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I am fetching records from database in PHP and MySQL and showing it into the jqgrid.

Now i request 1 page which encompass 10 rows data in first request.

to achieve that i fire one query to get total number of records and then calculate totalpages which contains all total records.

and second query to fire limited records i.e. 1 to 10 and next time 11 to 20 and so on.

so the problem is every time i have to fire two queries one to fetch the total number of records and other to fetch limited rows for a grid.

is it possible to fire only one query to achieve above thing ?

to fetch record in a normal fashion the above scenario is fine but if i preform serch then i have to fire two queries one to fetch total number of rows that matches the criteria and other to fetch only limited rows that meets the criteria

Update

Well my limits to access rows is depends upon the total number of records so i dont see any option to fire only one query. Please look how my PHP code is counting limit

1) Fire the query to access total records

$selectMemberData = "SELECT * FROM tbl_member";
    //some db code  ... 
    // store the total records value
    $count = $dbMemberData->numRows; 



if( $count >0 ) {
    $total_pages = ceil($count/$limit);
} else {
    $total_pages = 0;
}

if ($page > $total_pages) $page=$total_pages;


$start = ( $limit * $page ) - $limit; // do not put $limit*($page - 1)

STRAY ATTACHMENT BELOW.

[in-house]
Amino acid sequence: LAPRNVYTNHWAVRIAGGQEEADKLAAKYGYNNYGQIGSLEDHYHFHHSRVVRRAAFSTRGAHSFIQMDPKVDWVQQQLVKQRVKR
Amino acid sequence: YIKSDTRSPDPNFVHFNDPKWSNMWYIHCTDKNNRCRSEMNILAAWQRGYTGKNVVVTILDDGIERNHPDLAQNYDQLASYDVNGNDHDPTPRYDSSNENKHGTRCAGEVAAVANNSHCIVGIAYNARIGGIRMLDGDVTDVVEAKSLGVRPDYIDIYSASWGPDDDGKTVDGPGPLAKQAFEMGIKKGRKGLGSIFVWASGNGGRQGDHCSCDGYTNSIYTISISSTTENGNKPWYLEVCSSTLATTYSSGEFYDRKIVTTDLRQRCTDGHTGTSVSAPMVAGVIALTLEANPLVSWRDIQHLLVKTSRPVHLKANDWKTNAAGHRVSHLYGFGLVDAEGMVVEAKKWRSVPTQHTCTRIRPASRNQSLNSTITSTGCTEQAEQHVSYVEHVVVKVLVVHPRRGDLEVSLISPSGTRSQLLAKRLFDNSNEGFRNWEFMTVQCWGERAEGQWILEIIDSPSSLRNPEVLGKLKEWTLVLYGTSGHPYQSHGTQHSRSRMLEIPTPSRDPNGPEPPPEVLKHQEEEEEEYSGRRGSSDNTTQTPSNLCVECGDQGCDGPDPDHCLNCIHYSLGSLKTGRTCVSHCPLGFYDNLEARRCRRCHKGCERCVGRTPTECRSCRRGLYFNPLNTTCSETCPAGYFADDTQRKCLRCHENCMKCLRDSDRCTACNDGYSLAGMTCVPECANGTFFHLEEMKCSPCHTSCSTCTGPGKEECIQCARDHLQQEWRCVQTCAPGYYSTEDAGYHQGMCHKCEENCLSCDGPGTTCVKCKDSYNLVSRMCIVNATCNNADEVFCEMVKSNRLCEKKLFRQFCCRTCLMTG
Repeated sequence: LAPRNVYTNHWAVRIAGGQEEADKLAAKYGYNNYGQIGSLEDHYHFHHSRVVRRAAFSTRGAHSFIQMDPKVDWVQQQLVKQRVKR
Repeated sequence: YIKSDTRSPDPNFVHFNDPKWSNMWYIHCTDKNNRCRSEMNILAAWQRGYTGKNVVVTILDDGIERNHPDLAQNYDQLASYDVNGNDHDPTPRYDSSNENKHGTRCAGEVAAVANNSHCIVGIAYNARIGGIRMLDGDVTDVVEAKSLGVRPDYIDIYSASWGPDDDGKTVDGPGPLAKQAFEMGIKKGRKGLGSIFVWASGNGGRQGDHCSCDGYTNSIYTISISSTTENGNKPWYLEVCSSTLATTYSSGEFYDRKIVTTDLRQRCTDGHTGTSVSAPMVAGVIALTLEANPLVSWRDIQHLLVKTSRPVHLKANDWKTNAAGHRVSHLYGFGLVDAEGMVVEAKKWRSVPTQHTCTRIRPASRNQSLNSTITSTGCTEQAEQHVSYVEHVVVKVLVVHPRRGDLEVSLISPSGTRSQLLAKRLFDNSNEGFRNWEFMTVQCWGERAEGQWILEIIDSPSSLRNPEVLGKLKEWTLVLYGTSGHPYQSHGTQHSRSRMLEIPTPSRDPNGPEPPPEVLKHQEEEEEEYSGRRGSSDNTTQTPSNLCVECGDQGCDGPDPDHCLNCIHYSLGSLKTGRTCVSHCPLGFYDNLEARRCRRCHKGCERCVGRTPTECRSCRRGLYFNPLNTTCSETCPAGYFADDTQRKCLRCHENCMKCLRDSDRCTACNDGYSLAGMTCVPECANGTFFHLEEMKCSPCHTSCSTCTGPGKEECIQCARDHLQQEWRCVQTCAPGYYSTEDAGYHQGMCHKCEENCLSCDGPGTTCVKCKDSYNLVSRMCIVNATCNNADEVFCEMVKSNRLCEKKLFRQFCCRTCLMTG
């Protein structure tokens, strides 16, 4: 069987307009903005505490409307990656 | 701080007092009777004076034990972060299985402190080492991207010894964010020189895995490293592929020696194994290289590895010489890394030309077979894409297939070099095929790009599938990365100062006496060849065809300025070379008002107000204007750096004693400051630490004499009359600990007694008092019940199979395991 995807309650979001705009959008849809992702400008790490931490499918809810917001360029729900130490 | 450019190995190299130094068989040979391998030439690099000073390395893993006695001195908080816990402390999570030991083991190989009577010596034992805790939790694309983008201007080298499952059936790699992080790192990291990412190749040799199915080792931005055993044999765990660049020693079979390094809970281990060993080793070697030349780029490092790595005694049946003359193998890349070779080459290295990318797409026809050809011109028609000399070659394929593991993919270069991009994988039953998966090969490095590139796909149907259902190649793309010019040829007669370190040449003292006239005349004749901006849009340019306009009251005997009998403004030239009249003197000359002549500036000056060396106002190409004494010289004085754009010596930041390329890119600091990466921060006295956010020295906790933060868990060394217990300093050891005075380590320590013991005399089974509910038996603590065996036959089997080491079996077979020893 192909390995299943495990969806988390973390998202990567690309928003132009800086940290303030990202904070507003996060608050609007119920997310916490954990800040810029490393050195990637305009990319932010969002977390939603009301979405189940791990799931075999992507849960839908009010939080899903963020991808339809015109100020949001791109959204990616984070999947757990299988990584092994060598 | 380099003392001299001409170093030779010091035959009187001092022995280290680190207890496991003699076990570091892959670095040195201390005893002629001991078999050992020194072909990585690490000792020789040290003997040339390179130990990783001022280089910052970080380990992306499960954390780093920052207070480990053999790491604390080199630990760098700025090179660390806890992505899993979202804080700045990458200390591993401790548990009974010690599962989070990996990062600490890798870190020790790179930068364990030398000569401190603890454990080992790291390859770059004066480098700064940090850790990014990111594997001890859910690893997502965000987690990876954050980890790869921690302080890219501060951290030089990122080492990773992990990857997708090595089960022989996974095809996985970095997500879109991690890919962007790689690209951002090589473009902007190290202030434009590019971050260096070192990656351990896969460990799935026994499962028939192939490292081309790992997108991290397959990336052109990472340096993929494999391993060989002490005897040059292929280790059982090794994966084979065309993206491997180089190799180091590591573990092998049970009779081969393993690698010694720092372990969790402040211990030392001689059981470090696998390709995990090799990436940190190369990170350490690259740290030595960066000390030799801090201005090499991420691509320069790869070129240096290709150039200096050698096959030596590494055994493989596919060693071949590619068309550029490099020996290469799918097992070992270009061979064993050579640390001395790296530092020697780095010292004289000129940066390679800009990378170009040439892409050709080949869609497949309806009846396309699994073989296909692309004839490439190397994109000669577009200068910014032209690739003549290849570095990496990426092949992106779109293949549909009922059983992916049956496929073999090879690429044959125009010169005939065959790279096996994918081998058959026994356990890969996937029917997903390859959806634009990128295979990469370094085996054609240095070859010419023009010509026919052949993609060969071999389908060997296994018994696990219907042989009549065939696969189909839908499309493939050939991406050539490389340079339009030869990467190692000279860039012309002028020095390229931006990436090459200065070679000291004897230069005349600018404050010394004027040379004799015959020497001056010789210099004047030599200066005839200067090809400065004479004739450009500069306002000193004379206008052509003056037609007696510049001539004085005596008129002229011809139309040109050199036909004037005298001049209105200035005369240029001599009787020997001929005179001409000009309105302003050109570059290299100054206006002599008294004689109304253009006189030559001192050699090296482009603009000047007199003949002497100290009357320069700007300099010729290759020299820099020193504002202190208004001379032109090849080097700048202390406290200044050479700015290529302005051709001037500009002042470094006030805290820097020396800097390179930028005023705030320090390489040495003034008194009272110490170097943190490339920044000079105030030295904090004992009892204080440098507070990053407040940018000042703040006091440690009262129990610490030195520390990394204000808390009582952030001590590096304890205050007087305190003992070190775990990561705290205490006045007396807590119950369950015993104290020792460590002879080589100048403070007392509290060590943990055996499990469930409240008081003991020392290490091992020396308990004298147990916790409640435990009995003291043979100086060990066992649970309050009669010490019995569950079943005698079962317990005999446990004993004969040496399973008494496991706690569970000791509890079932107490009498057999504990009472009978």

//Fire another query to fetch limited records 

    $selectMember = "SELECT * FROM tbl_member   LIMIT "  .$start.", ". $limit;

so my concern is when i use autocomplete search at that moment it would be pretty expensive to fire the two queries. and the issue is i have dependent on total records to get start and end limit

share|improve this question
    
As you can see we've gotten into a debate about what exactly you were looking for with this question. It'd be great if you let us know in a comment so that we can improve our answers, or up-voted something or marked an answer as correct because I don't really want to be having this debate. –  mrmryb Sep 21 '12 at 11:59

3 Answers 3

select * 
from yourtable 
inner join 
(
select count(*) as count 
from yourtable
) as t2
limit 0,10

which will add on an extra colum of count to each row which will be the total amount of rows from the whole table, in one query.

sqlfiddle for an example

If you'd prefer not to use the join you can use a union:

select id,count(*) as data 
from yourtable
union all
select * 
from yourtable
limit 0, 10

but then you have to declare all the columns in the first select. You can write it like null as column_name for each of them except for the column that you want to hold your count if you want them to be null otherwise they'll just hold random data.

sqlfiddle

I'm assuming you're using a while loop on your data so you could use:

mysql_fetch_assoc($row);
$all_records_count = $row['data'];
while(mysql_fetch_assoc($row)){
...do something with results...}

to get the first row which will hold your count and then start looping through the results after.